Goal Setting Fat Loss Calculator

By | February 14, 2004


Want to reach a certain body fat percentage? This Goal Setting and Fat Loss Calculator will tell you how many weeks, based on the rate you are dropping weight, it will take to reach your goal, or how much fat you should lose per week to reach your goal in a specified time!

In the table below, you can enter your starting weight and body fat, and your goal body fat. You can then either input a number of weeks that you have to reach your goal, or the amount of weight that you are dropping each week.

Fat Loss and Goal Setting Calculator

Enter your beginning weight in pounds:
Enter your beginning bodyfat percentage:
Enter your target bodyfat percentage:

Enter the # of weeks to reach your goal:
-or- Enter the # of pounds per week you are currently losing:

Pounds of fat you need to lose per week:

(Weight * (BeginPct – EndPct)) / Weeks
-or- Weeks until you reach your goal:

(Weight * (BeginPct – EndPct)) / Pounds

Fat Loss Not As Complicated As It Seems

Losing fat is a straightforward proposition, but most people make it too complicated. The allure of programs that promise to allow you to “throw out the scale” and “gain muscle while you lose fat” is very hard to resist.

In reality, a beginner may gain a significant amount of muscle during the first several months of training, but those gains will slow as time progresses. Experienced lifters are lucky to gain a few pounds of muscle in a year!

Gaining Muscle isn’t as Simple

Gaining muscle is even more difficult when you are dropping body fat, and almost impossible when you are reaching extremely low body fat. It is not impossible, but very difficult.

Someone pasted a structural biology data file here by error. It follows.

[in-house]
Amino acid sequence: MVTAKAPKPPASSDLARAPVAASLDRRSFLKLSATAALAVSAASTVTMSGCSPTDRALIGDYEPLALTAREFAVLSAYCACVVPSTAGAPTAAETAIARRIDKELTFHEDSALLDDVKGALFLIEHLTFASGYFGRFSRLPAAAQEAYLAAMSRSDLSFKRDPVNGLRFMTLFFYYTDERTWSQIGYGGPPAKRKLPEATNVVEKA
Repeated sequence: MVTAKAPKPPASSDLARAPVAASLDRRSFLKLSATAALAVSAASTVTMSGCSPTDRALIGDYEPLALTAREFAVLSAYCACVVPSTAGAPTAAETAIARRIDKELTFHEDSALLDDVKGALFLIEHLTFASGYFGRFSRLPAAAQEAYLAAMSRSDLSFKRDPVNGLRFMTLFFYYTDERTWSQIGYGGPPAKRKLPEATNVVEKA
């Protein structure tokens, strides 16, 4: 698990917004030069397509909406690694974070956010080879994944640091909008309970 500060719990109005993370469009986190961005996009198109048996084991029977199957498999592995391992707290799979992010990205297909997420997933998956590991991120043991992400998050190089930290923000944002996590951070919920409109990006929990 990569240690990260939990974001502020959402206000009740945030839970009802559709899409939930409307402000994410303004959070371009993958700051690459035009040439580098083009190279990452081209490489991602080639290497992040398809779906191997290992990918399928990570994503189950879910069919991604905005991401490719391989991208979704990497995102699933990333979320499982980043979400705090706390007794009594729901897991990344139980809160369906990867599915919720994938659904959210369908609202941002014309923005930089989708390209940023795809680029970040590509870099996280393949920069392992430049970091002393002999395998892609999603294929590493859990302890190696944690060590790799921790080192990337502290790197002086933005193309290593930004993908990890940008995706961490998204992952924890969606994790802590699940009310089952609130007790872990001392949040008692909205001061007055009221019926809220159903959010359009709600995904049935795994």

Most bodybuilders go through a “leaning phase” where they cut fat and simply try to hang onto the muscle that they have – with a full understanding that they may lose some muscle in the process! It’s not as bad as it seems, though. Studies show that a person who is extremely lean is more likely to gain most of their weight back as muscle rather than fat!

Even if you drop 2 – 3 pounds of fat per week, you are not likely to gain muscle at the same rate. The bottom line is that the scale is a very useful tool for gauging progress. Since your weight will fluctuate throughout the week, it is best to measure at a consistent time on a consistent day of the week, once a week, to monitor your progress. If you are not dropping weight, and your goal is fat loss, you need to do two things:

(a) increase energy expenditure by engaging in more activity than you currently are, and
(b) decrease energy intake by slowly reducing the calories you are ingesting.

Drastic changes are not necessary – simply moving from 1/2 cup of oatmeal to 3/8 cups and 4oz of beef to 3.5oz can make all of the difference in the world.

The assumption is that you will neither gain nor lose muscle, and that all scale changes reflect fat loss – this is not always the case! Remember, too, that most males can only lose about 2 – 3 pounds of fat per week before they begin to lose muscle as well, and most women can only lose about 0.5 – 1.5 pounds of fat per week before the same issue arises. Therefore, you should try to manipulate your goals to stay within those ranges.